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CUSTOM E-LEARNING

NogginLabs was founded on the notion that custom e-learning design and development is the ultimate horizontal industry. Time and again, each new project, client, and industry proves it. The biggest advantage of the e-learning horizontal is cross-pollinating ideas from two wildly different domains. A restaurant service simulation for iPad may influence a high-fashion online retail challenge. E-learning for financial advisors in a bank could inspire a mobile outreach program for cancer survivors. This variety also keeps the creative folks at NogginLabs fresh. Fresh learning ideas and designs come from a set of constantly changing constraints.

Three ways to get your learners invested in training

Labs-Blog

Three ways to get your learners invested in training

Sara Jensen

One of my favorite childhood games was Monopoly. Actually, I still enjoy playing it every so often. That's right, I'm that person that wants to play Monopoly. After much thought and comparison with other favorite games, I figured out why. I like games that involve strategy and a cumulative element, specifically building up a cache of assets and seeing whether I can turn a profit. When it comes to these kinds of games, I'm sad to see the game play end (yet another thing most people don't seem to feel about Monopoly) because I've spent time building my real estate portfolio, and now it's gone. 

If you start thinking about games, there are lots of them where this mechanic of building some sort of empire comes into play. The building process makes you feel invested in the game, and then you get to see how things play out. Which is all well and good in a game, but what about training?

Our industry has all sorts of bells and whistles available to help you engage your learners. Here are three ideas to make just about any e-learning engaging by getting your learners invested right from the start.

1. Let your learners set the stage

Even non-gamified training can involve learners in setting their own stage for the learning experience. They could choose a narrator character or specific story line to follow, and you've pre-determined that some story lines will be more difficult than others. Or you could create a modular e-learning that allows learners to build their own menu of content, based on their needs (not being forced to take training on stuff I already know = automatic increase in engagement). Another idea is to pose a question at the beginning, and learners work to uncover the answer throughout the course. There are lots of large and small ways to give people control of their learning experience right from the outset. What's important is that the choices they make in the beginning have some bearing on what happens in the middle and end. This is exactly what's at work in making strategy games so appealing.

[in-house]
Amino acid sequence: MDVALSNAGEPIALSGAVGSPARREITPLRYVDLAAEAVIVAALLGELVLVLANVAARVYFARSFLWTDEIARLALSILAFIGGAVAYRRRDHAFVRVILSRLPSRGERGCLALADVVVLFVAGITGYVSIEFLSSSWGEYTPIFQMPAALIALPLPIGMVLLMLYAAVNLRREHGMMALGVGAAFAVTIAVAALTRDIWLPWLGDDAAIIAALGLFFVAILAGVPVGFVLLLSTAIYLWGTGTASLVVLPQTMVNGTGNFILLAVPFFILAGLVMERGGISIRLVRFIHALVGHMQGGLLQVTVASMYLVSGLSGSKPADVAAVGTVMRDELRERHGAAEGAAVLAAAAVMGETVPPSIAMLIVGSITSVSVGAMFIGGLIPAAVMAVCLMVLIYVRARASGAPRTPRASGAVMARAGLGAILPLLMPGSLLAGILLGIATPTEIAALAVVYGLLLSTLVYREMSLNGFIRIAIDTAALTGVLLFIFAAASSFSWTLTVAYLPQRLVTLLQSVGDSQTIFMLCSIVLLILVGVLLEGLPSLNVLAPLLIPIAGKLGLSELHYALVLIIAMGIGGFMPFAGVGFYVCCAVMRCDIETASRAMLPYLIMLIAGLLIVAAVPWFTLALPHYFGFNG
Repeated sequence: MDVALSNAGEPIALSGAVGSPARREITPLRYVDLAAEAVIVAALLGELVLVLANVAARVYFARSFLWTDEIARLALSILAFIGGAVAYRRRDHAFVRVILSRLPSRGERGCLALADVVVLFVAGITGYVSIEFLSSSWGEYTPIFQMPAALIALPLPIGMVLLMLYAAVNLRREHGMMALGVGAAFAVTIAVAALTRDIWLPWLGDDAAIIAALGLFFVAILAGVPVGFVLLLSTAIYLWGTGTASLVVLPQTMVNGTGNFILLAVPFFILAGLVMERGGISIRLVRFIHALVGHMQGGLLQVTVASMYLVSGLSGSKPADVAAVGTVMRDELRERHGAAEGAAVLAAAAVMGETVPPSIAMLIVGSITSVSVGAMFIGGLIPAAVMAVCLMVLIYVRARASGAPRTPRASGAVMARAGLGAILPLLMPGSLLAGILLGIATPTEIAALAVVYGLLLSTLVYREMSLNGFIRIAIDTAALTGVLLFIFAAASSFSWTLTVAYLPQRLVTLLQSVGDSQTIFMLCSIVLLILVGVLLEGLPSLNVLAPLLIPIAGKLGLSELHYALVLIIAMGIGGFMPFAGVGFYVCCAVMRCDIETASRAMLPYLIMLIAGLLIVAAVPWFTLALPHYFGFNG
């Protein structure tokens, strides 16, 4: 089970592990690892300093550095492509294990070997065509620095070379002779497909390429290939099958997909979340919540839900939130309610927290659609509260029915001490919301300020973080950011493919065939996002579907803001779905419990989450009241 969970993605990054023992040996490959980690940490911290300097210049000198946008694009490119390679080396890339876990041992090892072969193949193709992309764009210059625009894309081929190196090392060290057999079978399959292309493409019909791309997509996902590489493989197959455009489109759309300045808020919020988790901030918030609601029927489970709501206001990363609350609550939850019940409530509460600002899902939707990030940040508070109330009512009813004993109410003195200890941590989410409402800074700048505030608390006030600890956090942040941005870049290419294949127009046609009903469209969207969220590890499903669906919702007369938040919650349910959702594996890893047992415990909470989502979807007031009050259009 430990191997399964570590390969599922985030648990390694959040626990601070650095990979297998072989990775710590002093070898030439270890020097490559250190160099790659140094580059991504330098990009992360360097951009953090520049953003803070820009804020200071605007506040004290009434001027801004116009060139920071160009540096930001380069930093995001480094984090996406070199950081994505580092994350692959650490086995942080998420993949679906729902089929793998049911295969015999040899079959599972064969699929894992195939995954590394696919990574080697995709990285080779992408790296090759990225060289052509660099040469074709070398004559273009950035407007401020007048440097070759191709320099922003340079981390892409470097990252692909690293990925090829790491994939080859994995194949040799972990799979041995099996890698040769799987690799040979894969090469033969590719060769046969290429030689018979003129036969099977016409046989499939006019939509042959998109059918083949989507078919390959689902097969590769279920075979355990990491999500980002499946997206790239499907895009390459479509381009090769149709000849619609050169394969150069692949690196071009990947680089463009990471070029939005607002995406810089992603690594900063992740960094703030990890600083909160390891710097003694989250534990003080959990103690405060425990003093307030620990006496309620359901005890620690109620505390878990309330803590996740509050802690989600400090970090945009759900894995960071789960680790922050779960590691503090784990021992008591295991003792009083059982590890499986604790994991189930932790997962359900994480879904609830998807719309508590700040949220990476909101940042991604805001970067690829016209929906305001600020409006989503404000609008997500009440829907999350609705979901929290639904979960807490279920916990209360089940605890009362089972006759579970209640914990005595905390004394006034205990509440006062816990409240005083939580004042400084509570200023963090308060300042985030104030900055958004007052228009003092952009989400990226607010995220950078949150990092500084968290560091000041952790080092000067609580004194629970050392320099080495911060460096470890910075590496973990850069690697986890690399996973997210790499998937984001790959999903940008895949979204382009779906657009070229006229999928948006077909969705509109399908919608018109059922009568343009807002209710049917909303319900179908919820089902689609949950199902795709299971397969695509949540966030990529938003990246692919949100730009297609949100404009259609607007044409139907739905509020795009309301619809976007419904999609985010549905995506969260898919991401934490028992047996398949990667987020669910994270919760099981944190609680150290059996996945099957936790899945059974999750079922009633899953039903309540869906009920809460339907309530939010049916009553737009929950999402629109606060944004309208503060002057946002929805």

2. Create a high-fidelity introductory hook

People are most likely to pay the most attention to a learning experience right at the beginning. Capitalize on that—and keep their attention—with a compelling introduction. Dispense with any preconceived notions that may keep people from investing your content, and show them that they're in for an engaging experience that will be useful to them back on the job. For help writing a great hook animation, check out this post

3. Market your training

You have an opportunity to get people invested in your training before they ever make the first click into your LMS. Think about consumer marketing for new products. It's all about creating a buzz and getting people excited for something that's coming soon. Movie producers do a fantastic job with this. When building training for your own employees, you have many more opportunities to capture your future learners' interest than your average consumer marketer does. After all, you have a captive audience. 

A marketing strategy for training can be small-scale, like a short commercial designed to drum up excitement. Or it can be a bigger effort with events, contests, and gaming elements coming together right from the outset. Whatever you choose to do, make it new and unexpected